Soil samples were taken in all treatments at various depths to measure selected soil biological and chemical indicators of quality, including total organic C and N, labile N pool size, and soil fertility parameters. Laboratory incubations using soil samples collected early in the following spring (at the 0-10 cm depth) were implemented to determine changes in the labile N pool size due to the presence or absence of a cover crop. Erosion potential was determined annually using USDA-NRCS formulas based on the amount of crop residue left in the soil measured by the line transect method.
Early in July of 2003 and 2004, the legumes were no-till planted after wheat harvest. Wheat residue cover prior to planting averaged 95% in 2003 and 100% in 2004. The excessive amount of wheat residue coupled with high summer heat resulted in minimal germination and final plant population (Table 1).
Table 1. Final plant populations of legume cover crops.
Legume Plant population
Berseem clover 8
Crimson clover 6
Yellow sweetclover 5
In 2003, 7.6 cm of irrigation water was applied to all the legumes while it was not needed in 2004 due to higher precipitation and lower temperatures in July and August (Table 2). In 2003, cowpea and sun hemp germinated by August 15 and the clovers a month later. In 2004, the cowpea and the clovers germinated earlier (late July) than the previous year; due to wetter and milder temperature conditions. In both years, the clovers reached their maximum fall growth by mid October. Cover crop biomass in the fall was small (Table 3); and in 2004 biomass was even smaller than in 2003 due to the higher amount of wheat residue that negatively affected germination. Protein content in the legumes ranged from 17% in cowpea, 18% in yellow and crimson clovers and sunhemp, and 19% in berseem clover; compared to 16% in the volunteer wheat.
Table 2. Monthly precipitation and average temperature near the experimental site.
Legume Precipitacion (mm) Temperature (oC)
2003 2004 2003 2004
January 0 1 2 1
February 5 3 1 2
March 29 45 7 10
April 12 30 14 12
May 52 2 19 21
June 132 105 21 22
July 44 70 28 24
August 22 73 26 22
September 38 79 19 21
October 4 16 15 14
November 15 83 6 5
December 5 18 3 3
Table 3. Biomass of legume cover crops and the control treatment
Legume Biomass (kg ha-1)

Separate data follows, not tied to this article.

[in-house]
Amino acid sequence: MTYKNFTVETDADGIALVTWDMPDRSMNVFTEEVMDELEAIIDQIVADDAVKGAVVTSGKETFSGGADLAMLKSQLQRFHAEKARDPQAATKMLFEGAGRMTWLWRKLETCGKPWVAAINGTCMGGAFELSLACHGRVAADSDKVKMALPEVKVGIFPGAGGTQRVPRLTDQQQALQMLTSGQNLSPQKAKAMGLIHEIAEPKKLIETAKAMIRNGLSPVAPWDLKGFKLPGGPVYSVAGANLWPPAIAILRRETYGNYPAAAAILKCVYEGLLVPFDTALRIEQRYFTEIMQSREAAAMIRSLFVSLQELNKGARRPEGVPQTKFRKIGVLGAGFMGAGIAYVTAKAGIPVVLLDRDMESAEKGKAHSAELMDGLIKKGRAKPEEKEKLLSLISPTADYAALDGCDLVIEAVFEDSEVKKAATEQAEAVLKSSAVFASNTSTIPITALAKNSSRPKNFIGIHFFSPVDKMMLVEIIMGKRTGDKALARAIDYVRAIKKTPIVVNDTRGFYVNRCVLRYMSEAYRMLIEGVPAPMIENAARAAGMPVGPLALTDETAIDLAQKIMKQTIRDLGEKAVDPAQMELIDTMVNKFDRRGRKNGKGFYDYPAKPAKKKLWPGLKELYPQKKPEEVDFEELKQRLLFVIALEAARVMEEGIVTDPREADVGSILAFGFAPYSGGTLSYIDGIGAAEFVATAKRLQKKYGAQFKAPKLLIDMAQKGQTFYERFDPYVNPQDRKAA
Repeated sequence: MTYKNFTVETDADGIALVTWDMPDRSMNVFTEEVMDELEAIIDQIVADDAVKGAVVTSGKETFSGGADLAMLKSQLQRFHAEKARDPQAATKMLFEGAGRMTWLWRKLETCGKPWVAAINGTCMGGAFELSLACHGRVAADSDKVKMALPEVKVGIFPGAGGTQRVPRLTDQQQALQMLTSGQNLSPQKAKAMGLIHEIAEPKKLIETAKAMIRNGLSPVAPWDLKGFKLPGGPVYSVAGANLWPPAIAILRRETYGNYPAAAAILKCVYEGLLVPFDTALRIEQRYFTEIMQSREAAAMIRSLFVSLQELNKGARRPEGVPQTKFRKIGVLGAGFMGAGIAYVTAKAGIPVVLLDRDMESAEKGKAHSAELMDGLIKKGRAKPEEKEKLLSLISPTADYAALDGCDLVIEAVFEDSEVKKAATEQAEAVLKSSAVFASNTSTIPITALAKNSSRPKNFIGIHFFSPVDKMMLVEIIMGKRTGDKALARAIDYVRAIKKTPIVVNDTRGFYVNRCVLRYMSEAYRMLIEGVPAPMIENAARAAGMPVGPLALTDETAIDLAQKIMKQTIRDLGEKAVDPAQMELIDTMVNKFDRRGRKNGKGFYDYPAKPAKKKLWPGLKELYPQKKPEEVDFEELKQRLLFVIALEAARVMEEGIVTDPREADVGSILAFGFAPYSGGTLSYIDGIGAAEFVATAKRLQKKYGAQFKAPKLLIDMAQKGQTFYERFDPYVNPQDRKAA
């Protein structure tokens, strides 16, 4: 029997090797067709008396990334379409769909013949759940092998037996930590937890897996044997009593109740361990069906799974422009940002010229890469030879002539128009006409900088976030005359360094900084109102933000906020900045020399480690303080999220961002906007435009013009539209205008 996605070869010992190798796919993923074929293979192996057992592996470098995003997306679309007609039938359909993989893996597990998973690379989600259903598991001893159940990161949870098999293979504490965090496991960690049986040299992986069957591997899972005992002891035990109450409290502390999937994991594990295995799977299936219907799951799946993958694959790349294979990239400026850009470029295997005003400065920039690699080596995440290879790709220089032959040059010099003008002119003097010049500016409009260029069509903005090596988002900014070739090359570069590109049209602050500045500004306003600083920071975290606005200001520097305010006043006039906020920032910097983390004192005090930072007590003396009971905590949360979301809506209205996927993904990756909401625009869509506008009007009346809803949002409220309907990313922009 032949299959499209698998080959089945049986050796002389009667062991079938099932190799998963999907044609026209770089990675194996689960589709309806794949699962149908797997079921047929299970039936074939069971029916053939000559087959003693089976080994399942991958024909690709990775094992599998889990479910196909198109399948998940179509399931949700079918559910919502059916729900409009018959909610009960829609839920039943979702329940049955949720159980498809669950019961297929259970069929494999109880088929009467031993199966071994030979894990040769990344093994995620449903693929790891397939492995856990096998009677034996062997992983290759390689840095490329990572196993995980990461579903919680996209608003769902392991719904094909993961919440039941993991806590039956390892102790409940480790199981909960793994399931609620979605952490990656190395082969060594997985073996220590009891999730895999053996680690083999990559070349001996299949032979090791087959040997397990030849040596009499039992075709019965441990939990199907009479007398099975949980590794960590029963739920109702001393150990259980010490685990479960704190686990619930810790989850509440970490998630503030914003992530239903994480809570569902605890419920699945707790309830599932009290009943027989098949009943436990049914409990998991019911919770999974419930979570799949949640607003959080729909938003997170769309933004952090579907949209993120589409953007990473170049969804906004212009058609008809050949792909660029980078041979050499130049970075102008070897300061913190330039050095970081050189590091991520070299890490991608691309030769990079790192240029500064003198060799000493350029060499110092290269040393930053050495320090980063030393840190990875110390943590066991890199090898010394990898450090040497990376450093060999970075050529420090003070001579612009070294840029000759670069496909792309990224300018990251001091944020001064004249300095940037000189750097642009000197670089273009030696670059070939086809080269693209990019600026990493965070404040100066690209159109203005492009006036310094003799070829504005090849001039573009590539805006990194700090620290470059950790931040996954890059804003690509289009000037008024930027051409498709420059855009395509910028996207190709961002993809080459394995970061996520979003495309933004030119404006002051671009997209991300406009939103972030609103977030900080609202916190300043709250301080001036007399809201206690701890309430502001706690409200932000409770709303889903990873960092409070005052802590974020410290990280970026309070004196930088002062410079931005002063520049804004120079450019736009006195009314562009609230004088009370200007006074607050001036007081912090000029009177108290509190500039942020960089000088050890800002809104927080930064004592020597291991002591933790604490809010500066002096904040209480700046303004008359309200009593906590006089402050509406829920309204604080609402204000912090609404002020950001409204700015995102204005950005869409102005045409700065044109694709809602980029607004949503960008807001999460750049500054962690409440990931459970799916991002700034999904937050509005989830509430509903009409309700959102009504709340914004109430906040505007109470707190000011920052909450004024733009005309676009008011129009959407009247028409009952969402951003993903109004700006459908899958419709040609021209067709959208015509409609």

Berseem clover 524
Crimson clover 590
Yellow sweet clover 533
Control (wheat + weeds) 2,234
In a nearby related study at the Oklahoma Panhandle Research and Extension Center, cowpea (1,535 and 2,557 kg ha-1 in 2003 and 2004 respectively) and sun hemp (2,140 kg ha-1 in 2003) biomass production was considerably higher using similar seeding rates and under dryland conditions. The soils in this case have had considerably less residue cover and germination was near optimum.
Early in November 2003, ninety six head of cattle were released into the entire experimental area. Since more than 70% of the biomass was volunteer wheat, we decided that the limited legume growth did not justify fencing and grazing management by individual legume. The cattle were removed early in February after 82 days of grazing. Overall weight gain was 0.82 kg per head per day and there was no indication of any health related problem associated with grazing.
All the legumes except yellow clover were winter killed. Yellow clover produced a significant amount of additional biomass (1,434 kg ha-1) during the following spring prior to corn planting; indicating that this specie can be successfully introduced into the area’s predominantly wheat/cattle-corn cropping system. We contend that frost seeding of yellow clover into wheat may be a more desirable strategy to avoid the high amount of residue after wheat harvest and the high summer temperature during germination. Successful establishment of legume cover crops is likely to improve the soil’s capacity to produce plant available inorganic N. The labile N pool, measured at 70 days of incubation, was reduced from 18.1 mg kg-1 at the start to 6.1 mg kg-1 at end of the experiment. This indicates the inclusion of a productive legume (low C:N ratio) is needed to counterbalance the effect of the large amount of residue with high C:N ratio entering the soil (from wheat and corn) that may be immobilizing inorganic N into organic forms.